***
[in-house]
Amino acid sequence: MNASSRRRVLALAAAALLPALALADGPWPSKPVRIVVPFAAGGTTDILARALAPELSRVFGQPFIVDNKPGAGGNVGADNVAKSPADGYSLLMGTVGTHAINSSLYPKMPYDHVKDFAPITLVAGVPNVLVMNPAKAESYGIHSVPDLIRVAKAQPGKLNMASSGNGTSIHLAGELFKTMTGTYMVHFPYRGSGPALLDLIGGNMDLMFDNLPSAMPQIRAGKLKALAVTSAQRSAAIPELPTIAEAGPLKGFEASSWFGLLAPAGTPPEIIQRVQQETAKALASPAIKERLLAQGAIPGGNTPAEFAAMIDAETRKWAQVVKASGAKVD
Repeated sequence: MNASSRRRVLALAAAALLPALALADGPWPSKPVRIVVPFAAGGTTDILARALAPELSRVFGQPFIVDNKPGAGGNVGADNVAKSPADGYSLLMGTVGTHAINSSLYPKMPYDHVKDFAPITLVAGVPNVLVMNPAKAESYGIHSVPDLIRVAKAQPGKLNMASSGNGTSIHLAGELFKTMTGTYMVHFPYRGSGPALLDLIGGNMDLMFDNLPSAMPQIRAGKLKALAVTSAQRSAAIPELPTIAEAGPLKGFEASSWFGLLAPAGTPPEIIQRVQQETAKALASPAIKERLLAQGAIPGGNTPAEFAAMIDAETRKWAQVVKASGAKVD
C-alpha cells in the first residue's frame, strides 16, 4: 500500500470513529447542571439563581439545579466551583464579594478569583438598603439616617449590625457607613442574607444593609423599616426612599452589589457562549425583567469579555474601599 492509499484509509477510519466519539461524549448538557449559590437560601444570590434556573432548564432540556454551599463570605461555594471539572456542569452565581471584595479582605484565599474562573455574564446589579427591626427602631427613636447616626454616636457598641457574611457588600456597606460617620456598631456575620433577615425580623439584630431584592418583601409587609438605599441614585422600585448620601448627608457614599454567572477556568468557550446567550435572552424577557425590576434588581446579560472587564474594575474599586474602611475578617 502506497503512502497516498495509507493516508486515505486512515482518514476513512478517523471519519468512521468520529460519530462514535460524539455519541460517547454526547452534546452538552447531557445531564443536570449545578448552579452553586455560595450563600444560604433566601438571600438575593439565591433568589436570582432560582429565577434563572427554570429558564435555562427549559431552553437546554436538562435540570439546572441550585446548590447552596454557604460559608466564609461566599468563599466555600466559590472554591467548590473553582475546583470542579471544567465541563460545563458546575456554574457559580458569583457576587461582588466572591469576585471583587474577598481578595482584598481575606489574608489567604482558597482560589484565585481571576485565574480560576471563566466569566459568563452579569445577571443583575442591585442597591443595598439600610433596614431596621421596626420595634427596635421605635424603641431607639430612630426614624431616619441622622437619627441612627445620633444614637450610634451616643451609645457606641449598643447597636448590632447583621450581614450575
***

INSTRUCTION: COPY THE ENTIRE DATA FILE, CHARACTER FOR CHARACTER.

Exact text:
[in-house]
Amino acid sequence: MNASSRRRVLALAAAALLPALALADGPWPSKPVRIVVPFAAGGTTDILARALAPELSRVFGQPFIVDNKPGAGGNVGADNVAKSPADGYSLLMGTVGTHAINSSLYPKMPYDHVKDFAPITLVAGVPNVLVMNPAKAESYGIHSVPDLIRVAKAQPGKLNMASSGNGTSIHLAGELFKTMTGTYMVHFPYRGSGPALLDLIGGNMDLMFDNLPSAMPQIRAGKLKALAVTSAQRSAAIPELPTIAEAGPLKGFEASSWFGLLAPAGTPPEIIQRVQQETAKALASPAIKERLLAQGAIPGGNTPAEFAAMIDAETRKWAQVVKASGAKVD
Repeated sequence: MNASSRRRVLALAAAALLPALALADGPWPSKPVRIVVPFAAGGTTDILARALAPELSRVFGQPFIVDNKPGAGGNVGADNVAKSPADGYSLLMGTVGTHAINSSLYPKMPYDHVKDFAPITLVAGVPNVLVMNPAKAESYGIHSVPDLIRVAKAQPGKLNMASSGNGTSIHLAGELFKTMTGTYMVHFPYRGSGPALLDLIGGNMDLMFDNLPSAMPQIRAGKLKALAVTSAQRSAAIPELPTIAEAGPLKGFEASSWFGLLAPAGTPPEIIQRVQQETAKALASPAIKERLLAQGAIPGGNTPAEFAAMIDAETRKWAQVVKASGAKVD
C-alpha cells in the first residue's frame, strides 16, 4: 500500500470513529447542571439563581439545579466551583464579594478569583438598603439616617449590625457607613442574607444593609423599616426612599452589589457562549425583567469579555474601599 492509499484509509477510519466519539461524549448538557449559590437560601444570590434556573432548564432540556454551599463570605461555594471539572456542569452565581471584595479582605484565599474562573455574564446589579427591626427602631427613636447616626454616636457598641457574611457588600456597606460617620456598631456575620433577615425580623439584630431584592418583601409587609438605599441614585422600585448620601448627608457614599454567572477556568468557550446567550435572552424577557425590576434588581446579560472587564474594575474599586474602611475578617 502506497503512502497516498495509507493516508486515505486512515482518514476513512478517523471519519468512521468520529460519530462514535460524539455519541460517547454526547452534546452538552447531557445531564443536570449545578448552579452553586455560595450563600444560604433566601438571600438575593439565591433568589436570582432560582429565577434563572427554570429558564435555562427549559431552553437546554436538562435540570439546572441550585446548590447552596454557604460559608466564609461566599468563599466555600466559590472554591467548590473553582475546583470542579471544567465541563460545563458546575456554574457559580458569583457576587461582588466572591469576585471583587474577598481578595482584598481575606489574608489567604482558597482560589484565585481571576485565574480560576471563566466569566459568563452579569445577571443583575442591585442597591443595598439600610433596614431596621421596626420595634427596635421605635424603641431607639430612630426614624431616619441622622437619627441612627445620633444614637450610634451616643451609645457606641449598643447597636448590632447583621450581614450575